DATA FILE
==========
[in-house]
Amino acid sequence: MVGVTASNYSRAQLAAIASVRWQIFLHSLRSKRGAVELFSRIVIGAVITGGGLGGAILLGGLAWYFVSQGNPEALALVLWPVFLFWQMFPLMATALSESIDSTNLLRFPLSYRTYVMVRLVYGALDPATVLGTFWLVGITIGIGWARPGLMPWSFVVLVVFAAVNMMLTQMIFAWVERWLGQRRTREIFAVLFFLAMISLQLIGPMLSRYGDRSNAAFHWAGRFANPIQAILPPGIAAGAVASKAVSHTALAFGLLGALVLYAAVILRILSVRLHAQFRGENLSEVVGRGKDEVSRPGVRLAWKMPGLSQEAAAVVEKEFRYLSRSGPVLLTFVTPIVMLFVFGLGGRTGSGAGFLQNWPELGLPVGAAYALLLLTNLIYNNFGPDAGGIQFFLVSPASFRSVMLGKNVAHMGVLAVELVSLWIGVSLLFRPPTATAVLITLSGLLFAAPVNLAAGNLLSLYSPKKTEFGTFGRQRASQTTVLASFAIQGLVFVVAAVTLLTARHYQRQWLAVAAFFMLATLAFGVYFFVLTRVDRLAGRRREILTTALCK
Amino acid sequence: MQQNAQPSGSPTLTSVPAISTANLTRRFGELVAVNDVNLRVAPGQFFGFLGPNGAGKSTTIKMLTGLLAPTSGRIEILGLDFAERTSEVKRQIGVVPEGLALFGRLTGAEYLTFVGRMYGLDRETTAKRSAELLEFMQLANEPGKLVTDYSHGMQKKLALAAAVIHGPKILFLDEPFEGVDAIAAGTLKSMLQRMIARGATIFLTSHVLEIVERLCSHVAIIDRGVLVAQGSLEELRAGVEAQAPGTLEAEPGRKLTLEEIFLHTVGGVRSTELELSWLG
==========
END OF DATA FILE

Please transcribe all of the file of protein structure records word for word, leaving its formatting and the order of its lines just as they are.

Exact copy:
[in-house]
Amino acid sequence: MVGVTASNYSRAQLAAIASVRWQIFLHSLRSKRGAVELFSRIVIGAVITGGGLGGAILLGGLAWYFVSQGNPEALALVLWPVFLFWQMFPLMATALSESIDSTNLLRFPLSYRTYVMVRLVYGALDPATVLGTFWLVGITIGIGWARPGLMPWSFVVLVVFAAVNMMLTQMIFAWVERWLGQRRTREIFAVLFFLAMISLQLIGPMLSRYGDRSNAAFHWAGRFANPIQAILPPGIAAGAVASKAVSHTALAFGLLGALVLYAAVILRILSVRLHAQFRGENLSEVVGRGKDEVSRPGVRLAWKMPGLSQEAAAVVEKEFRYLSRSGPVLLTFVTPIVMLFVFGLGGRTGSGAGFLQNWPELGLPVGAAYALLLLTNLIYNNFGPDAGGIQFFLVSPASFRSVMLGKNVAHMGVLAVELVSLWIGVSLLFRPPTATAVLITLSGLLFAAPVNLAAGNLLSLYSPKKTEFGTFGRQRASQTTVLASFAIQGLVFVVAAVTLLTARHYQRQWLAVAAFFMLATLAFGVYFFVLTRVDRLAGRRREILTTALCK
Amino acid sequence: MQQNAQPSGSPTLTSVPAISTANLTRRFGELVAVNDVNLRVAPGQFFGFLGPNGAGKSTTIKMLTGLLAPTSGRIEILGLDFAERTSEVKRQIGVVPEGLALFGRLTGAEYLTFVGRMYGLDRETTAKRSAELLEFMQLANEPGKLVTDYSHGMQKKLALAAAVIHGPKILFLDEPFEGVDAIAAGTLKSMLQRMIARGATIFLTSHVLEIVERLCSHVAIIDRGVLVAQGSLEELRAGVEAQAPGTLEAEPGRKLTLEEIFLHTVGGVRSTELELSWLG